What behaviour is acceptable in your office?

Expectations must be communicated to employees

Web Lead

Every employer, whether subconsciously or consciously, has expectations of their employees. Things like employee performance, productivity and attitude all come with predetermined expectations. Employers have a core set of values, which are essential to the successful functioning of their businesses. It is critical that employers make expectations clear so that employees understand what is expected of them. Three areas of concern that frequently surface within the workplace are communication, time management, and the use of technology and personal devices.

There are various forms of communication in the workplace. Employers and employees communicate verbally in person or on the phone, or non-verbally through emails, memos and bulletins. Some rules and expectations are written down and some are understood implicitly. For a new employee who is unfamiliar with the work atmosphere and business, expectations and rules must be clearly communicated. Having a new employee orientation or handbook is a way to discuss company values and policies. Providing one-on-one training and supervision over a period of time can establish open dialogue for a new employee to ask questions about tasks and procedures. Regularly scheduled meetings and performance evaluations also strengthen communication between an employer and employees. Open and clear communication is the foundation of understanding expectations.

Communication between an employer and their employees is one part of effective time management. Hours of work, break times and attendance all require time management and communication. Employees should understand and follow the proper protocol for absence, arriving late and when and how long breaks are scheduled. Some businesses have a strict schedule and rules to follow, while others do not. Coming in to work 15 minutes late might be acceptable to one business while another might require a phone call or even disciplinary action. Either way, it is up to the employer to set the atmosphere and be consistent with their expectations.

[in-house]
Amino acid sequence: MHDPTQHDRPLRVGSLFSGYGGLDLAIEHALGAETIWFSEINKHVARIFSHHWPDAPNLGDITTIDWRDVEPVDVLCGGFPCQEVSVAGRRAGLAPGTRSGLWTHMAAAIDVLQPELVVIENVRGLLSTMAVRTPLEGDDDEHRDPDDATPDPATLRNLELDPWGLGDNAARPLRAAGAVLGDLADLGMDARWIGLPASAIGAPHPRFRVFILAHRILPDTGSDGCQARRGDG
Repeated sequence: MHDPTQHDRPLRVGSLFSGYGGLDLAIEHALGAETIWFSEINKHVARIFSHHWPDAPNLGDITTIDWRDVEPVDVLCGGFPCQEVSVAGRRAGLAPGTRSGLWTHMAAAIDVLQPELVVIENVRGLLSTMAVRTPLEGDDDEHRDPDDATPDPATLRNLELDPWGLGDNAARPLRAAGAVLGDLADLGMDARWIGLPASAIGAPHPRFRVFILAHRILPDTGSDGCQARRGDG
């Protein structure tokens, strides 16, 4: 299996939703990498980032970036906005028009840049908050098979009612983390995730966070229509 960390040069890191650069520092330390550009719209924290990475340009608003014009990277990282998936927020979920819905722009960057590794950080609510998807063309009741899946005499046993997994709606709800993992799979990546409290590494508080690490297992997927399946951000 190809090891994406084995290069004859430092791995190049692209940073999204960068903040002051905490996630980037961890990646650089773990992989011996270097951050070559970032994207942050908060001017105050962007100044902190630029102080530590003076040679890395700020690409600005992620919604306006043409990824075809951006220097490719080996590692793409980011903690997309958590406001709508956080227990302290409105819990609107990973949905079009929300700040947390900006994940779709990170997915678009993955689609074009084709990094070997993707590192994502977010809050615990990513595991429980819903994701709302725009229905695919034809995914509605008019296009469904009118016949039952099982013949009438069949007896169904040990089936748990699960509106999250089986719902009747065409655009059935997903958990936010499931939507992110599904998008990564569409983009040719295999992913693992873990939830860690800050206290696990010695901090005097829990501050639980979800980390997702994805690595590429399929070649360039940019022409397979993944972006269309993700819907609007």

Lastly, a concern for many employers is the use of technology and personal devices in the workplace, such as social networking sites, cellphones and MP3 players. As the world progresses with technology, it seems to become increasingly present in our everyday lives. And as the line between work and home blurs, so does technology use in the workplace.

While most employees would agree that using company time for personal use, such as checking cellphones or updating Facebook, is out of the question, many times these two overlap. Many businesses now have Facebook fan pages for their loyal customers. Cellphones with Internet and messaging capabilities allow employers and employees to quickly communicate with customers and clients. Employers and employees must work together to determine when use of cellphones and social networking sites are appropriate.

Some questions an employer should ask his or herself while considering this topic are: Will using a device compromise employee safety? How will this look to the public? Will this affect productivity? Are employees allowed to use their cellphones/MP3 players on breaks or should they be banned from the workplace entirely?

This is an important issue to consider, as there are many sides and angles to explore. Technology is an important evolving subject and introducing or modifying company policies will clarify questions surrounding this issue.

With clear rules and consistent enforcement, employees should understand their responsibilities and expectations. Mutual understanding and communication among employers and employees will lead to a happier and more efficient long-term business.

Most business owners and employees are people who are motivated and focused on success. Communication, time management, appropriate use of technology and other traits may not necessarily be present in employees or even employers. These qualities are gained through experience and training and must be taught and enforced in the workplace.

Kootenay Employment Services (KES) offers workshops, group assessments and human resource assistance for Creston and area businesses. If you’re a business owner and believe your business and employees can work more efficiently and effectively, KES has the resources and training expertise to assist you with these needs. Call KES at 250-428-5655 or visit www.kes.bc.ca for more information.

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